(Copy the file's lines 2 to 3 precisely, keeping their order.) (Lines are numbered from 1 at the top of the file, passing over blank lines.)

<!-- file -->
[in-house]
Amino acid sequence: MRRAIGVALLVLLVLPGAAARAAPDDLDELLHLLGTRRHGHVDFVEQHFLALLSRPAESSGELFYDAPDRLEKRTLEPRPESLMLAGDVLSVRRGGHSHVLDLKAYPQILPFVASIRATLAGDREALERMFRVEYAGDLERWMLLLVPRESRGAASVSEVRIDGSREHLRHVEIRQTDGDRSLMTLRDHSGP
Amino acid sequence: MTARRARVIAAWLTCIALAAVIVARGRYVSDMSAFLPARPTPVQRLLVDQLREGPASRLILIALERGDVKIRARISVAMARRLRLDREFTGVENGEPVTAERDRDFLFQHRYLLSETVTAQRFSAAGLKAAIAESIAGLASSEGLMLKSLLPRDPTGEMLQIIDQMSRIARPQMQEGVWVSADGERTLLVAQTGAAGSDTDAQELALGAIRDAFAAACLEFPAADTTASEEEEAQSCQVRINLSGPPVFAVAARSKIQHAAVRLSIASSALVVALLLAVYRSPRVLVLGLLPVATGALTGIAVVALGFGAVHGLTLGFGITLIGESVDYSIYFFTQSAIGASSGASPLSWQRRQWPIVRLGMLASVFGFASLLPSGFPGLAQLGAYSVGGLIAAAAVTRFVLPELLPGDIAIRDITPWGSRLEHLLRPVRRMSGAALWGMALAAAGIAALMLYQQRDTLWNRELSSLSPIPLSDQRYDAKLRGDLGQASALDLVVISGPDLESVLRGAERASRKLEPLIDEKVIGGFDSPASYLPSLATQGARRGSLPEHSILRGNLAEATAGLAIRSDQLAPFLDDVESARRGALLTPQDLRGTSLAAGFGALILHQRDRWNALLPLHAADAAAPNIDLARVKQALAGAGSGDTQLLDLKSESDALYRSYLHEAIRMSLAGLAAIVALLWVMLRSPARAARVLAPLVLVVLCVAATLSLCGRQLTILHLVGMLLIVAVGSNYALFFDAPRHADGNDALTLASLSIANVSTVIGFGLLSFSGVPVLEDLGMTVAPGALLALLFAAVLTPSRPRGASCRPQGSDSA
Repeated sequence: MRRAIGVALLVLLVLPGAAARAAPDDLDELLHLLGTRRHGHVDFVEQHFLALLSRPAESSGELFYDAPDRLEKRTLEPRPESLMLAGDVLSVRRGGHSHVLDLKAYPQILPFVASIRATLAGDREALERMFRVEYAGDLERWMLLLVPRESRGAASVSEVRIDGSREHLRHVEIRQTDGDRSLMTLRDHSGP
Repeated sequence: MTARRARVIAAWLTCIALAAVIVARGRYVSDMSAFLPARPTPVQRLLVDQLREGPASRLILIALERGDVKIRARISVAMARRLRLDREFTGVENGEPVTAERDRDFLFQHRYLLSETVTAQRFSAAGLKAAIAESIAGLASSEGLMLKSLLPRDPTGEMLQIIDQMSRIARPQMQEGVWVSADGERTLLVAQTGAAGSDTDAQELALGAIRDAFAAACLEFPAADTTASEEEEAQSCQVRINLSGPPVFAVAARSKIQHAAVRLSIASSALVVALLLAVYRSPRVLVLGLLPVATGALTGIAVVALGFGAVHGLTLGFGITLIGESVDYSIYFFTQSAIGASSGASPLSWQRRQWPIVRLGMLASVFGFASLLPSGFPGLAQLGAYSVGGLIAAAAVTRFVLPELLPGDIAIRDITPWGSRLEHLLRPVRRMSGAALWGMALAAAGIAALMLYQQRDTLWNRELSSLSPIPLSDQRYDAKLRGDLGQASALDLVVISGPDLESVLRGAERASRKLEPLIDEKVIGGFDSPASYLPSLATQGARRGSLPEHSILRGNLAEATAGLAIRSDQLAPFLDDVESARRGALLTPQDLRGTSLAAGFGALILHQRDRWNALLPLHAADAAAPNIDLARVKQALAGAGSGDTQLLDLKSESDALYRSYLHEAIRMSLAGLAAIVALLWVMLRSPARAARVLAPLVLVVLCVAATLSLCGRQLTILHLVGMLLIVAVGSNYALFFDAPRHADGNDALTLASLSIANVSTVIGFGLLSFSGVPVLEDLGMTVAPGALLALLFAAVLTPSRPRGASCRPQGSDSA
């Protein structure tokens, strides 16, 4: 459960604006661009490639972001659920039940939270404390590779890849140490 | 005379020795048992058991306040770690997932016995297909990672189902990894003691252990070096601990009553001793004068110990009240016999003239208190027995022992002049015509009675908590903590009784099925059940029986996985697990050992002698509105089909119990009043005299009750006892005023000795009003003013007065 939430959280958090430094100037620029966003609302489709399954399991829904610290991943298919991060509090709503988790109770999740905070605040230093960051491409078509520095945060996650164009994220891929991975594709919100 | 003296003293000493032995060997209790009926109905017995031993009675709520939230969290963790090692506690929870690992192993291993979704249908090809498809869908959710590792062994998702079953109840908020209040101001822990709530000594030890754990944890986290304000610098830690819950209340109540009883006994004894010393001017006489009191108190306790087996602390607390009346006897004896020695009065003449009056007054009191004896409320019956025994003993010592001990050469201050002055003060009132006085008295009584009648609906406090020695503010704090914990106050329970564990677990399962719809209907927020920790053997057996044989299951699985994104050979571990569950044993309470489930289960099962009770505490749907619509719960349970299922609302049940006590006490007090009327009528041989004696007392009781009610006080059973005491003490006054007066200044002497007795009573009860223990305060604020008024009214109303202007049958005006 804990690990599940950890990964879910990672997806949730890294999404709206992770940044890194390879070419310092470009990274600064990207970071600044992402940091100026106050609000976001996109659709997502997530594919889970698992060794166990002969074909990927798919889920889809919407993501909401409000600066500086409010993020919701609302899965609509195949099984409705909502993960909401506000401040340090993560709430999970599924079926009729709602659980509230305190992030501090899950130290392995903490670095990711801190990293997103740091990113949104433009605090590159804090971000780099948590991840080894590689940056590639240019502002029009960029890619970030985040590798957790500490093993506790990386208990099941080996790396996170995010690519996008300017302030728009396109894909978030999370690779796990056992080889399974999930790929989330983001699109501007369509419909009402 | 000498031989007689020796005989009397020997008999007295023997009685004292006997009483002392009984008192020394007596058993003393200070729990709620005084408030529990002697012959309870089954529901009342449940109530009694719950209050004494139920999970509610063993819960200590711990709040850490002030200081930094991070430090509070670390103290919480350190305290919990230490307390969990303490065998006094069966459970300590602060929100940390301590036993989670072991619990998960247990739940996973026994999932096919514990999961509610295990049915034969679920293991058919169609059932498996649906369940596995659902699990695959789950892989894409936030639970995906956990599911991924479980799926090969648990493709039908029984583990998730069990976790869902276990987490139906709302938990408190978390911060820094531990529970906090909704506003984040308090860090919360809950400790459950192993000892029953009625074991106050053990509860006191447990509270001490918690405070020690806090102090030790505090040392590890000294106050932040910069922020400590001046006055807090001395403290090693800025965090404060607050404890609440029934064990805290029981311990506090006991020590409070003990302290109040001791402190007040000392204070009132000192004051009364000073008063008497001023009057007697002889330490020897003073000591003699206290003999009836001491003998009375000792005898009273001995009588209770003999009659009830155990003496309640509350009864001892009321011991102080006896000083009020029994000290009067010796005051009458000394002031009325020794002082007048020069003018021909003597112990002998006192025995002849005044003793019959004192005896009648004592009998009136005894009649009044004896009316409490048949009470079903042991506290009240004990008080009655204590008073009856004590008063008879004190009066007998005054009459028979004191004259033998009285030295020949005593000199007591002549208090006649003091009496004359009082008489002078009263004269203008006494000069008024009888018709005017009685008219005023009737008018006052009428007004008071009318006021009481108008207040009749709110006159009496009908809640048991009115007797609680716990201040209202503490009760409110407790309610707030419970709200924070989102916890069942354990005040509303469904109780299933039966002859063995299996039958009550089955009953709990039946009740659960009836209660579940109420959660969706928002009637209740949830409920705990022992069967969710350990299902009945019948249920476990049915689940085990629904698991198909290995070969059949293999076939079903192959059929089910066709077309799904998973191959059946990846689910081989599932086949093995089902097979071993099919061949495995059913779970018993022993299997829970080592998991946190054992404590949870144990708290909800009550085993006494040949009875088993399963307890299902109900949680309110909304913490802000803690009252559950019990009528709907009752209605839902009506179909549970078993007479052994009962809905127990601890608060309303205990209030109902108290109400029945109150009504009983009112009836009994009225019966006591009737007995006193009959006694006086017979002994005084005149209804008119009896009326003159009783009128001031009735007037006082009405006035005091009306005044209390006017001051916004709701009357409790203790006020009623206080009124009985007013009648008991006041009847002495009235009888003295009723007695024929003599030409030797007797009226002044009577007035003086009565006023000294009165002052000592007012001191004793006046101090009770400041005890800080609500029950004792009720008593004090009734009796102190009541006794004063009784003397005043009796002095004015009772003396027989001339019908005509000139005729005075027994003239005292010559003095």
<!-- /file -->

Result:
Amino acid sequence: MRRAIGVALLVLLVLPGAAARAAPDDLDELLHLLGTRRHGHVDFVEQHFLALLSRPAESSGELFYDAPDRLEKRTLEPRPESLMLAGDVLSVRRGGHSHVLDLKAYPQILPFVASIRATLAGDREALERMFRVEYAGDLERWMLLLVPRESRGAASVSEVRIDGSREHLRHVEIRQTDGDRSLMTLRDHSGP
Amino acid sequence: MTARRARVIAAWLTCIALAAVIVARGRYVSDMSAFLPARPTPVQRLLVDQLREGPASRLILIALERGDVKIRARISVAMARRLRLDREFTGVENGEPVTAERDRDFLFQHRYLLSETVTAQRFSAAGLKAAIAESIAGLASSEGLMLKSLLPRDPTGEMLQIIDQMSRIARPQMQEGVWVSADGERTLLVAQTGAAGSDTDAQELALGAIRDAFAAACLEFPAADTTASEEEEAQSCQVRINLSGPPVFAVAARSKIQHAAVRLSIASSALVVALLLAVYRSPRVLVLGLLPVATGALTGIAVVALGFGAVHGLTLGFGITLIGESVDYSIYFFTQSAIGASSGASPLSWQRRQWPIVRLGMLASVFGFASLLPSGFPGLAQLGAYSVGGLIAAAAVTRFVLPELLPGDIAIRDITPWGSRLEHLLRPVRRMSGAALWGMALAAAGIAALMLYQQRDTLWNRELSSLSPIPLSDQRYDAKLRGDLGQASALDLVVISGPDLESVLRGAERASRKLEPLIDEKVIGGFDSPASYLPSLATQGARRGSLPEHSILRGNLAEATAGLAIRSDQLAPFLDDVESARRGALLTPQDLRGTSLAAGFGALILHQRDRWNALLPLHAADAAAPNIDLARVKQALAGAGSGDTQLLDLKSESDALYRSYLHEAIRMSLAGLAAIVALLWVMLRSPARAARVLAPLVLVVLCVAATLSLCGRQLTILHLVGMLLIVAVGSNYALFFDAPRHADGNDALTLASLSIANVSTVIGFGLLSFSGVPVLEDLGMTVAPGALLALLFAAVLTPSRPRGASCRPQGSDSA